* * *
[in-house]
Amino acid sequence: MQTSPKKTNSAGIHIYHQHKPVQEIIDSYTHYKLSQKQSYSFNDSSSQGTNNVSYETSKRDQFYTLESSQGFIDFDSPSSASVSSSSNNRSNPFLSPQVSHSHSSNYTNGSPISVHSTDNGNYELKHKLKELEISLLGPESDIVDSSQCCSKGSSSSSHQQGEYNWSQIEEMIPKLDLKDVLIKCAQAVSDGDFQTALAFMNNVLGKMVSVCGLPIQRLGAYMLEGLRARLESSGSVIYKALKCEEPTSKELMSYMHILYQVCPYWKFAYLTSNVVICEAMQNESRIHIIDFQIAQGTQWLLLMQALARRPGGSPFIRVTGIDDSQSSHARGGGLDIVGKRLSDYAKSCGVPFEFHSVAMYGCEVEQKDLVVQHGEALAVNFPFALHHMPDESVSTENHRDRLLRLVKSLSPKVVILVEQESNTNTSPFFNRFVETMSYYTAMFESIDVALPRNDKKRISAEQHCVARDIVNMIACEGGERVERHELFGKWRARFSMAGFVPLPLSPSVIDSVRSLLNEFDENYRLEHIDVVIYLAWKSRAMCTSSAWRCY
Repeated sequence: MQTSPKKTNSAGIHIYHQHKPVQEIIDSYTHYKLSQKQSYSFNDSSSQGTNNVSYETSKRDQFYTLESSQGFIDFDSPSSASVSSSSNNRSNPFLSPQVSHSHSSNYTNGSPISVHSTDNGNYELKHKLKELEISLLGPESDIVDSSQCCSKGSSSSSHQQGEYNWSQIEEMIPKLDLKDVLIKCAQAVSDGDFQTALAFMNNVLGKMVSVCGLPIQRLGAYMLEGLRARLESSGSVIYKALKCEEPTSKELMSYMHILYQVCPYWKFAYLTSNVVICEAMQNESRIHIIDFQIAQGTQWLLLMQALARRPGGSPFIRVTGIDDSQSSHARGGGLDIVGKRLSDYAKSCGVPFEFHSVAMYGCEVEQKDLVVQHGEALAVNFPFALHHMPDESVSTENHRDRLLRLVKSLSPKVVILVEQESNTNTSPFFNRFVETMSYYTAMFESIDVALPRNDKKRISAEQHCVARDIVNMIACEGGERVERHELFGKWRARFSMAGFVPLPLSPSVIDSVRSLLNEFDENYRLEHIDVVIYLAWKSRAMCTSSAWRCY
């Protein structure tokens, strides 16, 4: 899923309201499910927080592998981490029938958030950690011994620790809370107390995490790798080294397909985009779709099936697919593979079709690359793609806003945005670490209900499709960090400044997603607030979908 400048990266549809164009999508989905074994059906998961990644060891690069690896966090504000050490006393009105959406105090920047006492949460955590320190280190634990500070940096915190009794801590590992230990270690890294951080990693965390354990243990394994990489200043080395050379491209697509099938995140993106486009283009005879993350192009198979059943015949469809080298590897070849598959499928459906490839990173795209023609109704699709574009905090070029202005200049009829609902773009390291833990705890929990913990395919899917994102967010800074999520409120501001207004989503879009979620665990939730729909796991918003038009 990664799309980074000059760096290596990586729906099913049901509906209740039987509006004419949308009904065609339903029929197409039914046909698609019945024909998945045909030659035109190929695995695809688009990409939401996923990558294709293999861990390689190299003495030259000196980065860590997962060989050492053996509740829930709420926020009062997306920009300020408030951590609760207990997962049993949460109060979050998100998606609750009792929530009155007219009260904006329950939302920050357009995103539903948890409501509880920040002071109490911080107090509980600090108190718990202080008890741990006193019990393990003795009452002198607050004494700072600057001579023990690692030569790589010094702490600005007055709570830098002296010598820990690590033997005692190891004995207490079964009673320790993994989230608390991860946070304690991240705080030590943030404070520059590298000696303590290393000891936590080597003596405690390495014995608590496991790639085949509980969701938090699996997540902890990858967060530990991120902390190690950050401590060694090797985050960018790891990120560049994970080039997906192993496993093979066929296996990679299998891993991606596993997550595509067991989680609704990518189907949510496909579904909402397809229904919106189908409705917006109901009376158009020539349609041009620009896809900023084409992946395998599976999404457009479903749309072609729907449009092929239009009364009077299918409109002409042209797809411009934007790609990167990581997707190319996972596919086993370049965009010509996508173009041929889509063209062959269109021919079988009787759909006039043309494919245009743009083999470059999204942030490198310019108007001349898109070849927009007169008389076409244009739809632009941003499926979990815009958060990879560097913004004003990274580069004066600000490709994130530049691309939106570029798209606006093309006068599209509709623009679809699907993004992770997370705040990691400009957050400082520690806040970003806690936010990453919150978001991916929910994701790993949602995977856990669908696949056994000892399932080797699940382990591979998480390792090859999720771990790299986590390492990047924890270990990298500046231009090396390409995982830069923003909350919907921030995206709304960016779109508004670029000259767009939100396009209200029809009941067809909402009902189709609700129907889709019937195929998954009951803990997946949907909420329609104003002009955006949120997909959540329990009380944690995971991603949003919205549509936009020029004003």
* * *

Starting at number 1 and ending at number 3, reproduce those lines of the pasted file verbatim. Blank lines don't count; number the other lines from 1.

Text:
[in-house]
Amino acid sequence: MQTSPKKTNSAGIHIYHQHKPVQEIIDSYTHYKLSQKQSYSFNDSSSQGTNNVSYETSKRDQFYTLESSQGFIDFDSPSSASVSSSSNNRSNPFLSPQVSHSHSSNYTNGSPISVHSTDNGNYELKHKLKELEISLLGPESDIVDSSQCCSKGSSSSSHQQGEYNWSQIEEMIPKLDLKDVLIKCAQAVSDGDFQTALAFMNNVLGKMVSVCGLPIQRLGAYMLEGLRARLESSGSVIYKALKCEEPTSKELMSYMHILYQVCPYWKFAYLTSNVVICEAMQNESRIHIIDFQIAQGTQWLLLMQALARRPGGSPFIRVTGIDDSQSSHARGGGLDIVGKRLSDYAKSCGVPFEFHSVAMYGCEVEQKDLVVQHGEALAVNFPFALHHMPDESVSTENHRDRLLRLVKSLSPKVVILVEQESNTNTSPFFNRFVETMSYYTAMFESIDVALPRNDKKRISAEQHCVARDIVNMIACEGGERVERHELFGKWRARFSMAGFVPLPLSPSVIDSVRSLLNEFDENYRLEHIDVVIYLAWKSRAMCTSSAWRCY
Repeated sequence: MQTSPKKTNSAGIHIYHQHKPVQEIIDSYTHYKLSQKQSYSFNDSSSQGTNNVSYETSKRDQFYTLESSQGFIDFDSPSSASVSSSSNNRSNPFLSPQVSHSHSSNYTNGSPISVHSTDNGNYELKHKLKELEISLLGPESDIVDSSQCCSKGSSSSSHQQGEYNWSQIEEMIPKLDLKDVLIKCAQAVSDGDFQTALAFMNNVLGKMVSVCGLPIQRLGAYMLEGLRARLESSGSVIYKALKCEEPTSKELMSYMHILYQVCPYWKFAYLTSNVVICEAMQNESRIHIIDFQIAQGTQWLLLMQALARRPGGSPFIRVTGIDDSQSSHARGGGLDIVGKRLSDYAKSCGVPFEFHSVAMYGCEVEQKDLVVQHGEALAVNFPFALHHMPDESVSTENHRDRLLRLVKSLSPKVVILVEQESNTNTSPFFNRFVETMSYYTAMFESIDVALPRNDKKRISAEQHCVARDIVNMIACEGGERVERHELFGKWRARFSMAGFVPLPLSPSVIDSVRSLLNEFDENYRLEHIDVVIYLAWKSRAMCTSSAWRCY